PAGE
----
Last night I went to the Akron Art Museum for a panel discussion with some of the artists represented in the exhibit, Beauty Reigns: A Baroque Sensibility in Recent Painting. This is the same show that I recently blogged about. The artists a part of this art talk were Kamrooz Aram, Nancy Lorenz, and Susan Chrysler White. They discussed what role beauty plays in painting today, and what stimulates contemporary artists to utilize bright colors and layered compositions, amongst many other things.
There was some discussion about whether their work was ornamental, or decorative in nature. Before the Arts and Crafts Movement, lower status was given to works of decorative art compared to fine art. The Arts and Crafts Movement led to the decorative arts being given a higher status in society with a greater appreciation.
Thinking of categorizing ones art into a certain category really made me think. Lines are blurred so much in this day and age regarding what is considered art, or fine art, etc. In the past, fine art was judged for its meaningfulness and beauty, and the the fact that it was in "good taste". Today, there could be art with "bad taste" which could be considered avant-garde. These avant-garde pieces could now be considered fine art. The decorative arts were originally excluded from being considered fine art, but now there are no exclusions because the intention or concept of the artist is given priority, regardless of the way the artist chooses to express themselves.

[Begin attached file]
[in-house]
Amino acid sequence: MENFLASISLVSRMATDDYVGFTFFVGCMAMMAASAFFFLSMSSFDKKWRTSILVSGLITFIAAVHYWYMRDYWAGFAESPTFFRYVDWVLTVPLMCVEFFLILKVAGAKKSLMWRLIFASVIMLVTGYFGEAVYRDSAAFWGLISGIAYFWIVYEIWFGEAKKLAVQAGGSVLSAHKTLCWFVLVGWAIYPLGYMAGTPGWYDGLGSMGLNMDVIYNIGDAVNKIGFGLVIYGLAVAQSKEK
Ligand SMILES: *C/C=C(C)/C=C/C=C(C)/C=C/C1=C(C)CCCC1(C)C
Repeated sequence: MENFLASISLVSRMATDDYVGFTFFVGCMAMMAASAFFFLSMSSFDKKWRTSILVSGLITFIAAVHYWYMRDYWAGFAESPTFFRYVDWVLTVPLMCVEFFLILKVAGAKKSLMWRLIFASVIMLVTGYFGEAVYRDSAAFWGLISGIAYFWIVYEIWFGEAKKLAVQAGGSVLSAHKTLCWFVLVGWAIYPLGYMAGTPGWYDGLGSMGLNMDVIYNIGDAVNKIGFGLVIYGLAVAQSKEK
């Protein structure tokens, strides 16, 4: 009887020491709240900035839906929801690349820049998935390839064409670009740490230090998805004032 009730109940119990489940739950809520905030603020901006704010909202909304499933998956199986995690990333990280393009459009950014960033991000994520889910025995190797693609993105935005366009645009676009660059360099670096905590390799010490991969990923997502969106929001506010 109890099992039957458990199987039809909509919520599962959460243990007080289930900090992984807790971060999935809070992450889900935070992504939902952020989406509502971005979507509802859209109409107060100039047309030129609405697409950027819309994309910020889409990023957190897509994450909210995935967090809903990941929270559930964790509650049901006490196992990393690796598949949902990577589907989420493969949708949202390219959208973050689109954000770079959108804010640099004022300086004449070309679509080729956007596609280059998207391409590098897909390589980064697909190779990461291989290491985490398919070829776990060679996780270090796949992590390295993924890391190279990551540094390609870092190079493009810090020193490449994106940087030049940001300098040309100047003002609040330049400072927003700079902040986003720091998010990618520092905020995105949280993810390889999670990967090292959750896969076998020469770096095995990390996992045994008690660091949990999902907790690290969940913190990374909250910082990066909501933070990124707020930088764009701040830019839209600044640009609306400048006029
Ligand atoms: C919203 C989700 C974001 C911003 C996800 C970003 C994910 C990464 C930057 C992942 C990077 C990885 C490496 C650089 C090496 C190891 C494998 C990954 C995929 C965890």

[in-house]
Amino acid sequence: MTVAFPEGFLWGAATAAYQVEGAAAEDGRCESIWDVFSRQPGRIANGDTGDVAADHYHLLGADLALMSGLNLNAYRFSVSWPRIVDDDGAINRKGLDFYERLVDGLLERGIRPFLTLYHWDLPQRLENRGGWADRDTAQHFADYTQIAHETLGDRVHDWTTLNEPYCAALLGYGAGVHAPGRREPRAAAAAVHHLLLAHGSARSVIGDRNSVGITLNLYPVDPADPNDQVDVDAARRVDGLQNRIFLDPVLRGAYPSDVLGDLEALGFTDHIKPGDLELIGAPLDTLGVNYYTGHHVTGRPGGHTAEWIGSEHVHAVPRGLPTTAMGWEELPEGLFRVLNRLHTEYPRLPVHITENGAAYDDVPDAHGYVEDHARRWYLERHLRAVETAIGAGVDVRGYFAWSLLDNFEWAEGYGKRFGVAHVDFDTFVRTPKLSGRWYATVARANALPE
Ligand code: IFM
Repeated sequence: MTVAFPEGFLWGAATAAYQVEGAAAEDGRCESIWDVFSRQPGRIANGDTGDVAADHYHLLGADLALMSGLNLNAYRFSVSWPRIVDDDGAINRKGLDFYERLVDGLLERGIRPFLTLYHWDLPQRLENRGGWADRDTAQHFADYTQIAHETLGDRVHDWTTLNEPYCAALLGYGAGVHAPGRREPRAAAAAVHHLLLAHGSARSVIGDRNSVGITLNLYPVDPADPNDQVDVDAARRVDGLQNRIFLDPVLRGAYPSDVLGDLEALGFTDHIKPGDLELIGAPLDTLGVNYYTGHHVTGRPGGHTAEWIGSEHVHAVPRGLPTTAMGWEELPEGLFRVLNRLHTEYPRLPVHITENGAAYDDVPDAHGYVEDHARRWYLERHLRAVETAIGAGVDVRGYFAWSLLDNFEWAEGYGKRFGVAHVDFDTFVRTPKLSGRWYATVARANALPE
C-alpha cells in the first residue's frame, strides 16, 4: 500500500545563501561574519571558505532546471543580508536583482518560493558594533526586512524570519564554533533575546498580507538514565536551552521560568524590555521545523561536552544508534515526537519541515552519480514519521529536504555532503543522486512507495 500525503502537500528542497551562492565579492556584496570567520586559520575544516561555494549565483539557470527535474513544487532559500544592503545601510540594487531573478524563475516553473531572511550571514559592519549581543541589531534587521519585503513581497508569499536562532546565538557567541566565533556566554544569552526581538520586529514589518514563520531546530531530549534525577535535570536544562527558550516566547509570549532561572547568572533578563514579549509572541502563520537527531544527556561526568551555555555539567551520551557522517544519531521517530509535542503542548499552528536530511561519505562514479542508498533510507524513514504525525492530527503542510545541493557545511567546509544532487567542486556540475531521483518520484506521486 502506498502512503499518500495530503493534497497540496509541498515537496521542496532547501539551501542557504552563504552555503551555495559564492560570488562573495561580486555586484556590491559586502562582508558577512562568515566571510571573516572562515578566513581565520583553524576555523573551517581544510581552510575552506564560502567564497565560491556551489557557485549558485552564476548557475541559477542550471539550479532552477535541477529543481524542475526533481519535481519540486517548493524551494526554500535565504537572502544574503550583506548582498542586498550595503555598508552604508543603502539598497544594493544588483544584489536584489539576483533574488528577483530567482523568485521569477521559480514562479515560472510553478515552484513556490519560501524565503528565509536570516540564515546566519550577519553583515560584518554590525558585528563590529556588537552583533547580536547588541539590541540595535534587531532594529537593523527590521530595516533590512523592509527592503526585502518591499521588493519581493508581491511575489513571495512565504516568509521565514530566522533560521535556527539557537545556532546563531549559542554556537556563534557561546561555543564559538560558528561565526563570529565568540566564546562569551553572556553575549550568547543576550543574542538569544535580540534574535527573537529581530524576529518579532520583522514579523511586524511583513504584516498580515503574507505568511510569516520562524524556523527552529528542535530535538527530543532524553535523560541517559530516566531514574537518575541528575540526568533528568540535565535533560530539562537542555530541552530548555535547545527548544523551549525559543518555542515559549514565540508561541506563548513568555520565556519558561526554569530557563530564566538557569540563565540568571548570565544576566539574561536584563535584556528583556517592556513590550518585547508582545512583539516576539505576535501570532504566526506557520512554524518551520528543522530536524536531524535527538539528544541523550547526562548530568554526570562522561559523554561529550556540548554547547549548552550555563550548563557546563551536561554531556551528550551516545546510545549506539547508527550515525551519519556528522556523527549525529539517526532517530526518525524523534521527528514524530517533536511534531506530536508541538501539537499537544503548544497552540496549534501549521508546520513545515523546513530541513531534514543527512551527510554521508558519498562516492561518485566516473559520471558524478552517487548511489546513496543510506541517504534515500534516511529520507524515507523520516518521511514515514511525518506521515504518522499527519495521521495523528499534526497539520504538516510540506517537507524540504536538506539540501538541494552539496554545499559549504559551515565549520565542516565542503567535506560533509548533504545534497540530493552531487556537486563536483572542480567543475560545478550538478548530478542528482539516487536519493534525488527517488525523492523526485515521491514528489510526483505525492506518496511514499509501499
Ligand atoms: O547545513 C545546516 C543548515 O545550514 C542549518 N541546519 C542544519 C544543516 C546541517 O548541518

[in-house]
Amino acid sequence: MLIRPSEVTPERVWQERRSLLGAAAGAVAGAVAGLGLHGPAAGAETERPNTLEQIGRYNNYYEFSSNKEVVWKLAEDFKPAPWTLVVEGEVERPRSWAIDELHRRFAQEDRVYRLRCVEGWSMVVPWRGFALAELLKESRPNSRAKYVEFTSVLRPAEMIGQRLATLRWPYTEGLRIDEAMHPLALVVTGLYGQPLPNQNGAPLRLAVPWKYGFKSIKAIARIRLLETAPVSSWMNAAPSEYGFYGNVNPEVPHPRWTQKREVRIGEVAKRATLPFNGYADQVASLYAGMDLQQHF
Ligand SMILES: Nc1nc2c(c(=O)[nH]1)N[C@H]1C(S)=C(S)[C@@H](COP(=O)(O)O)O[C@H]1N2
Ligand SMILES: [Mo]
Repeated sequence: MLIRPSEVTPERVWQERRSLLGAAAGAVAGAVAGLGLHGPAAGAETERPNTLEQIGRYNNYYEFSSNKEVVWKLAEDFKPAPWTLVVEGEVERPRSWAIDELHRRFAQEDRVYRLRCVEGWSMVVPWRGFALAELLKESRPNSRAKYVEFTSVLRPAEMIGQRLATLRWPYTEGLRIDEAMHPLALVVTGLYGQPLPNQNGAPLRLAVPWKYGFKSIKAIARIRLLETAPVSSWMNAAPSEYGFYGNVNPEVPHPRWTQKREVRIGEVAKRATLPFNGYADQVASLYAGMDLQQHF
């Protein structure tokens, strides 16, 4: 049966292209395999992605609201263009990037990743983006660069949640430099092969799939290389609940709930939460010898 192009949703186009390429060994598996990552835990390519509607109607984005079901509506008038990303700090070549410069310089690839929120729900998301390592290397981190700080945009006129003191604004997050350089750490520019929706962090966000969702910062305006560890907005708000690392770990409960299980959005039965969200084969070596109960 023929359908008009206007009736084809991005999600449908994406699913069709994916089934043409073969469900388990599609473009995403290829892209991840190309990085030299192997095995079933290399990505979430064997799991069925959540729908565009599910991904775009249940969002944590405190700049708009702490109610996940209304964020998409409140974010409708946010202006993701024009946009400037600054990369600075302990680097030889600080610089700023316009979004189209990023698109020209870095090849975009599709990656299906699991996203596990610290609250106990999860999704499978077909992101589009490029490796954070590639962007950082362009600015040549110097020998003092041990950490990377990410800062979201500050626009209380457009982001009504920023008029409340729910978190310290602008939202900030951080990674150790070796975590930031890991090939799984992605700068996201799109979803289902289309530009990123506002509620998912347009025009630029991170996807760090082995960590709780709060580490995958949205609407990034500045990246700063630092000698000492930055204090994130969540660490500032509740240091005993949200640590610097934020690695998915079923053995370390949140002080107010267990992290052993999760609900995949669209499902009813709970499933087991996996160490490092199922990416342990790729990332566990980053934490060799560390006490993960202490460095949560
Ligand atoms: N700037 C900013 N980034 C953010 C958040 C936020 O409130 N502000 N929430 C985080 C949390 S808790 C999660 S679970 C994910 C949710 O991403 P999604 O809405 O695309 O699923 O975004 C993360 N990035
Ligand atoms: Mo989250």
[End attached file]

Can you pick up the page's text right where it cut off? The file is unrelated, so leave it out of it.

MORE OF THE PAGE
To an observer, a painting that is ornamental in nature that seems to have no meaning may be full of deep inspiration from the artist. On the other hand, a painting that could be considered "fine art" may have no meaning at all. Having these blurred lines for categorizing one's art can be freeing and at the same time, confusing. Today, whether a piece of art is considered purely ornamental, decorative, fine art, or "beautiful" is up for debate. Recently, I have been combining what would be considered "fine art" with design just to see what happens, and I am loving the results! Art is always changing and I love living in a time of blurred lines!